Our corner bedroom is quiet, empty except for the furniture staging. I sit in a wheel chair and roll back and forth enjoying the peace. I remember the many families we have entertained in this room as they visited their parent(s) with gifts of candy and favorite food, and finally sat quietly in death vigil. Some of these residents I mourn and pray for happy memories for their families in this season of remembering.
The family of one resident fought a need for Hospice until I had to call and insist that I get help caring for their father. Their response to my urgent demand for pain meds was to ask, “this won’t stop him from getting better will it?” The man died three days later.
Family Systems--the way a family functions--don’t change just because the calendar reports advanced years. A friend tells the story of her two week respite stay with her 80+ mother so her father could attend an out-of-state family reunion. “I was eager to help out but also terrified. My Mom can be so critical I turn to instant jelly.”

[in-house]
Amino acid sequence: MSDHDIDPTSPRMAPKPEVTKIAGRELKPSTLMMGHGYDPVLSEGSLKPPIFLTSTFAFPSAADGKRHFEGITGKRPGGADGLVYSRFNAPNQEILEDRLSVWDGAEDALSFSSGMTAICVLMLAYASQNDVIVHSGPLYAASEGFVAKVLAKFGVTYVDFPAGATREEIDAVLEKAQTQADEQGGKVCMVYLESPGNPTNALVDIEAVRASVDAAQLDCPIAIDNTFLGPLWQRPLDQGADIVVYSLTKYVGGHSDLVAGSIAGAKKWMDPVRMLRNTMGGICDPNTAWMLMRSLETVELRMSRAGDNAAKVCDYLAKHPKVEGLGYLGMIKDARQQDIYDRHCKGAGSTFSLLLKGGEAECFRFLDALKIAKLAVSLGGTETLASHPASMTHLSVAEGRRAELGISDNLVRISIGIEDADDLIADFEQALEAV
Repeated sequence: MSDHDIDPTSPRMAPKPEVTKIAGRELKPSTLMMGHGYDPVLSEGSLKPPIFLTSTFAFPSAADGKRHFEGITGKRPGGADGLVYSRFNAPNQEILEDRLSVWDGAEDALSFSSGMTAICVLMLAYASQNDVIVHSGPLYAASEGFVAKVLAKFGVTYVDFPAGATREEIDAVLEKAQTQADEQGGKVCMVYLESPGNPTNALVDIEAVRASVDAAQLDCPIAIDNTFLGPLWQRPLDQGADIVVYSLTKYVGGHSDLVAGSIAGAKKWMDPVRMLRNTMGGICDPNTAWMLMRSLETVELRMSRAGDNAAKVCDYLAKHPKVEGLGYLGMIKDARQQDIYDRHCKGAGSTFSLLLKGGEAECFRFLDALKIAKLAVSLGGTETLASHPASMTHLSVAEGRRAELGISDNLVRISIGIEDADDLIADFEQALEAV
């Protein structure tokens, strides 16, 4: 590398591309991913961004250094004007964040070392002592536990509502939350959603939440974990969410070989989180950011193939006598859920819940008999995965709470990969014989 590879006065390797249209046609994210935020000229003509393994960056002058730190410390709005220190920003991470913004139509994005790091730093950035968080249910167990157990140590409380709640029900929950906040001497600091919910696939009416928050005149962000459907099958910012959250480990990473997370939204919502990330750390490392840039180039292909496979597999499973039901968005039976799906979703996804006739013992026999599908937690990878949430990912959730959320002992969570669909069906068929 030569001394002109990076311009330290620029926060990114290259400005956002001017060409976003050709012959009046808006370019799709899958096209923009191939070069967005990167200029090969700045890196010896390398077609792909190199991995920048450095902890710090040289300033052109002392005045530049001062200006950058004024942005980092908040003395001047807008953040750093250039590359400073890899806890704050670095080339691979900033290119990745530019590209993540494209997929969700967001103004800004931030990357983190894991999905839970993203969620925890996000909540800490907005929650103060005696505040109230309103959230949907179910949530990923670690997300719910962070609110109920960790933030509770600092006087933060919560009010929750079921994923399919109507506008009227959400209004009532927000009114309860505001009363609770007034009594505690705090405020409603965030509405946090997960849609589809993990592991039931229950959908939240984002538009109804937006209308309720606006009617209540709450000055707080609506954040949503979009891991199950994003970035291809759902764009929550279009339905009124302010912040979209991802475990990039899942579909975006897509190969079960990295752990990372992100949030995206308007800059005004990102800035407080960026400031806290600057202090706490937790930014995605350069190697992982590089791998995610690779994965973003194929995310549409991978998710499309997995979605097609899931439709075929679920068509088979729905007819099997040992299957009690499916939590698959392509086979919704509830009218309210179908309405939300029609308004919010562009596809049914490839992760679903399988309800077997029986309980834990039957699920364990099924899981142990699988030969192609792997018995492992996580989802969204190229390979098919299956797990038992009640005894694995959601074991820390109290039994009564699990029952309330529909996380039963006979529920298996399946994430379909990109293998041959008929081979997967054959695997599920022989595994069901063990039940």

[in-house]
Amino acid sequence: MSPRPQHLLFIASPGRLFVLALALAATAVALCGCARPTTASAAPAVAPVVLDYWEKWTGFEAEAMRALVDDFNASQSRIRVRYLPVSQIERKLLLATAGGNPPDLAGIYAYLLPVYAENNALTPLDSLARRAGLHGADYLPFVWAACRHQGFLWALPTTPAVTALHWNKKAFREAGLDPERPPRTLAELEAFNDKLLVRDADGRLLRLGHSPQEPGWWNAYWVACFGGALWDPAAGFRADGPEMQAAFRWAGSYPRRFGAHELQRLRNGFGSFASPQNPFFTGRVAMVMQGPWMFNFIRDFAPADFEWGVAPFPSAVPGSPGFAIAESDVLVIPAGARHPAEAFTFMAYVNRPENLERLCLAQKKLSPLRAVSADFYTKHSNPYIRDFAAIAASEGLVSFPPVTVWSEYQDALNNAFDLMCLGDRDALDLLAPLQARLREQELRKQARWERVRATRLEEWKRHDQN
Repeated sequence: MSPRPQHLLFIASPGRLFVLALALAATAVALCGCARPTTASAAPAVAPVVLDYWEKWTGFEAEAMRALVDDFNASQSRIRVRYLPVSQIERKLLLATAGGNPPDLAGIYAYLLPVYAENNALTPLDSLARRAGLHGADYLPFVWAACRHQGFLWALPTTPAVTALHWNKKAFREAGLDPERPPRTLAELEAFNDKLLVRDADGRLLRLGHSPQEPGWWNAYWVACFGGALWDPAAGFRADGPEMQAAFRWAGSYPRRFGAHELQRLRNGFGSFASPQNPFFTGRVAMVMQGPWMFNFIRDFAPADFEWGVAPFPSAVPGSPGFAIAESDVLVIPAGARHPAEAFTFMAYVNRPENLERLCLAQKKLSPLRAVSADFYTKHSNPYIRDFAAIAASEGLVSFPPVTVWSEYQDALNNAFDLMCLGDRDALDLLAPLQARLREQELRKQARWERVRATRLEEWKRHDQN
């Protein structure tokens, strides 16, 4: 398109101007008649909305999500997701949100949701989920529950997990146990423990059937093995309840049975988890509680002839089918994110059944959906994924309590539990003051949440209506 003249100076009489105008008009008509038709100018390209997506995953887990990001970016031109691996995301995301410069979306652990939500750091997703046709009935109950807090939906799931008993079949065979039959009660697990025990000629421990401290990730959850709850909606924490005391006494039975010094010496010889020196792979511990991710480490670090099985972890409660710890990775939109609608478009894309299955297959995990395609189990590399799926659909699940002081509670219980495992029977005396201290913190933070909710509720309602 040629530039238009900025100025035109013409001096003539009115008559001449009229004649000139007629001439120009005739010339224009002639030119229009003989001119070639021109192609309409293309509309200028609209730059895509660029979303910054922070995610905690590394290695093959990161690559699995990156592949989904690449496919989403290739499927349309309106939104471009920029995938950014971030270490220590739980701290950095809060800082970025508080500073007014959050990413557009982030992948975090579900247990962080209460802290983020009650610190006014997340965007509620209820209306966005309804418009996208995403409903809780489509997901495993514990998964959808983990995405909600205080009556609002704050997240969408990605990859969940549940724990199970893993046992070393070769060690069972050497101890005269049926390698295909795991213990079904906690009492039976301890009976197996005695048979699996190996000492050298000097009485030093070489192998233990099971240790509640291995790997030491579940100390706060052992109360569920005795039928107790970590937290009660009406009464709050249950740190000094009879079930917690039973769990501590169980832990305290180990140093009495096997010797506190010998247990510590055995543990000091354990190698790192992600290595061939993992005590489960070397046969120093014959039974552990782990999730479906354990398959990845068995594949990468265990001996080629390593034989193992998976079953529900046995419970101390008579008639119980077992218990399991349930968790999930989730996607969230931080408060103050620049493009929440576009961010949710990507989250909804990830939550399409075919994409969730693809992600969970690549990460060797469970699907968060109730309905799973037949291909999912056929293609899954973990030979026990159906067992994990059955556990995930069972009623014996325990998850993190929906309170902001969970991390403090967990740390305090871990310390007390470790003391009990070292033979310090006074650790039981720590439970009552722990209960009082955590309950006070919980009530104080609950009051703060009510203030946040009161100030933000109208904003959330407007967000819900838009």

Another woman was difficult but manageable until her daughter visited. Within 30 minutes they would be verbally clawing at each other. Other family members understood that this was the relationship mother and daughter had always had. In the last few days the daughter continued to bring in trinkets and goodies that would perk up her nearly comatose mom. As miserable as she made our lives, I pray for the daughter because in this month of family get-togethers, she is still grieving for her mom.
December is the time of year to forgive, to recognize the way it was supposed to be in our homes and accept the reality of what was. The lights and color of Christmas decorations can encourage us to release guilt, the gift that keeps on giving. Parents were people’s children too.
Within a week this room will be filled with the stuff of another family and we will be honored to learn the way they do things.